A piece of Indian beadwork on deerskin was made as a souvenir to be sold in the early half of the 1900’s at the Canadian National Exhibition.

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A piece of Indian beadwork on deerskin was made as a souvenir to be sold in the early half of the 1900’s at the Canadian National Exhibition.
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Image by antefixus21
This was for sale on eBay today.


A Haudenosaunee Tradition and Art
Dolores Elliott
The Iroquois tradition of raised beadwork began in west- ern New York in the late eighteenth century. It is slightly older than the other great North American Indian bead- working tradition that the Lakota, Cheyenne, and other people of the Plains developed. Raised beadwork is unique to the Haudenosaunee; it is made nowhere else in the world. The Senecas, who decorated clothes, sashes, and small pincushions with small glass beads in the eigh- teenth century, probably invented the style of Iroquois beadwork that still exists today. They were making bead- ed pincushions by 1799 and purses by 1807. In the mid- nineteenth century, ethnohistorian Lewis H. Morgan noted in his League of the Ho-de’-no-sau-see, or Iroquois the “delicacy, even brilliancy of their bead-work embroidery” on women’s clothing (1851, Book 3:384), and he included illustrations of beadwork on a needle case, woman’s skirt, cradleboard, heart-shaped pincushion, and work bag, the forerunner of a modern purse. He reported that in 1849 he had purchased five varieties of work bags as well as three varieties of pin cushions and five varieties of needle books (Morgan 1850, 57).
(Figure 4.1). While they sold their goods at nearby Montreal, the Mohawks also traveled extensively throughout North America to sell at fairs, exhibitions, wild west shows, and Indian medicine shows. Some even sold their beadwork when they traveled to England to perform Indian dances at Earls Court, an exhibition ground in London. Photographs taken in 1905 show these performers attired in clothing decorated with Mohawk beadwork.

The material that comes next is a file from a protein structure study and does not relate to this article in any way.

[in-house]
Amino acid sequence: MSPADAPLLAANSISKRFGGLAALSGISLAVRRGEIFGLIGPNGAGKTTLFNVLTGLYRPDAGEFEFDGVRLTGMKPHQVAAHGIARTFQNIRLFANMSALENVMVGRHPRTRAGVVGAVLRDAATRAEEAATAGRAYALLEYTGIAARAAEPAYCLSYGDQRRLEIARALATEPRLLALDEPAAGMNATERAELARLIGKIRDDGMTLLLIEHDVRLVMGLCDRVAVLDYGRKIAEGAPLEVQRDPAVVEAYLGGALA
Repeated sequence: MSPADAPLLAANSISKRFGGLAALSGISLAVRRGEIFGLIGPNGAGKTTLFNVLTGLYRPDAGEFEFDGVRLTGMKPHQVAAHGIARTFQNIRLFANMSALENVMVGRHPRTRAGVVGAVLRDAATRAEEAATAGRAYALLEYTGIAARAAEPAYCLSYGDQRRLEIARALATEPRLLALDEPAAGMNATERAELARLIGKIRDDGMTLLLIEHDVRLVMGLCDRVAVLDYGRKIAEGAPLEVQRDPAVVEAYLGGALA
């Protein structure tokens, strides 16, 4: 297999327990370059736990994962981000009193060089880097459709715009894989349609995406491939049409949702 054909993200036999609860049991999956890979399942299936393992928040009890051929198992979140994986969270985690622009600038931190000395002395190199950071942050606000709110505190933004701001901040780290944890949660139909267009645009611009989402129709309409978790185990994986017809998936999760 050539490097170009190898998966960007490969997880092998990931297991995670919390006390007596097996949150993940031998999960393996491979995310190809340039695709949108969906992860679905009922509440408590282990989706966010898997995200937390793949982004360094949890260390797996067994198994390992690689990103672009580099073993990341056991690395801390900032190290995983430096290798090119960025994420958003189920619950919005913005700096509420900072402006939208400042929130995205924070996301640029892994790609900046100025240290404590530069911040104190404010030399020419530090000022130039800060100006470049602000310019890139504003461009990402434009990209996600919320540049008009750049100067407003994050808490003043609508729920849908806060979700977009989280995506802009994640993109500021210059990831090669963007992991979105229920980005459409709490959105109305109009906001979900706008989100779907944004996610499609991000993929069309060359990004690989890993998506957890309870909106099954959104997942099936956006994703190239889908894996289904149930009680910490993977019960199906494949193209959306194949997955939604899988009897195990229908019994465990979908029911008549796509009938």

The Iroquois tradition of beadwork continued to evolve in the nineteenth century, and by 1860 Mohawks near Montreal and Tuscaroras near Niagara Falls were creating elaborate pincushions, purses, and wall hangings adorned with raised beadwork. Despite the similarity of items created, the two geographic areas developed different styles of beadwork (Table 4.1). Throughout the late nineteenth century and early twentieth century, at the height of beadwork production, the Tuscaroras sold their beadwork mostly at Niagara Falls, on their reservation, and at the New York State Fair. They preferred to use small clear and white beads. During this same period, the Mohawks used larger clear beads and also employed red, blue, green, and yellow beads on most of their early pieces
Figure 4.1. Two needle cases that illustrate differences in nineteenth- century Mohawk (left) and Niagara (right) beadwork.